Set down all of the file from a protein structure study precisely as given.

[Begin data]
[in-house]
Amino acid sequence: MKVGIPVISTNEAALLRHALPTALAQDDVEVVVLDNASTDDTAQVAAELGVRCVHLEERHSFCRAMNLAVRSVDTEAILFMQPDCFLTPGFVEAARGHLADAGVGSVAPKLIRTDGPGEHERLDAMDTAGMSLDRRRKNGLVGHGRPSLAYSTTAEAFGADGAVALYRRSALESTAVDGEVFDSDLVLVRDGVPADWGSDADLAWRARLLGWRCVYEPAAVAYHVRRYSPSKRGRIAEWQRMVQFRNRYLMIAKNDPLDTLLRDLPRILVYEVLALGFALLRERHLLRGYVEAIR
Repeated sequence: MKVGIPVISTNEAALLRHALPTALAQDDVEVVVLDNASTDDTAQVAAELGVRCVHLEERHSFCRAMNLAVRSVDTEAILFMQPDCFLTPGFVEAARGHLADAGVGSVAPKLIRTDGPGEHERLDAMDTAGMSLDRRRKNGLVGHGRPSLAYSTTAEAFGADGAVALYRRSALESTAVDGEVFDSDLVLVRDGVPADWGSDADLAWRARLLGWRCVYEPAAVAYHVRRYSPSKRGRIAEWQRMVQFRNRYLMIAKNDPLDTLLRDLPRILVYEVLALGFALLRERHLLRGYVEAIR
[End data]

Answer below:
[in-house]
Amino acid sequence: MKVGIPVISTNEAALLRHALPTALAQDDVEVVVLDNASTDDTAQVAAELGVRCVHLEERHSFCRAMNLAVRSVDTEAILFMQPDCFLTPGFVEAARGHLADAGVGSVAPKLIRTDGPGEHERLDAMDTAGMSLDRRRKNGLVGHGRPSLAYSTTAEAFGADGAVALYRRSALESTAVDGEVFDSDLVLVRDGVPADWGSDADLAWRARLLGWRCVYEPAAVAYHVRRYSPSKRGRIAEWQRMVQFRNRYLMIAKNDPLDTLLRDLPRILVYEVLALGFALLRERHLLRGYVEAIR
Repeated sequence: MKVGIPVISTNEAALLRHALPTALAQDDVEVVVLDNASTDDTAQVAAELGVRCVHLEERHSFCRAMNLAVRSVDTEAILFMQPDCFLTPGFVEAARGHLADAGVGSVAPKLIRTDGPGEHERLDAMDTAGMSLDRRRKNGLVGHGRPSLAYSTTAEAFGADGAVALYRRSALESTAVDGEVFDSDLVLVRDGVPADWGSDADLAWRARLLGWRCVYEPAAVAYHVRRYSPSKRGRIAEWQRMVQFRNRYLMIAKNDPLDTLLRDLPRILVYEVLALGFALLRERHLLRGYVEAIR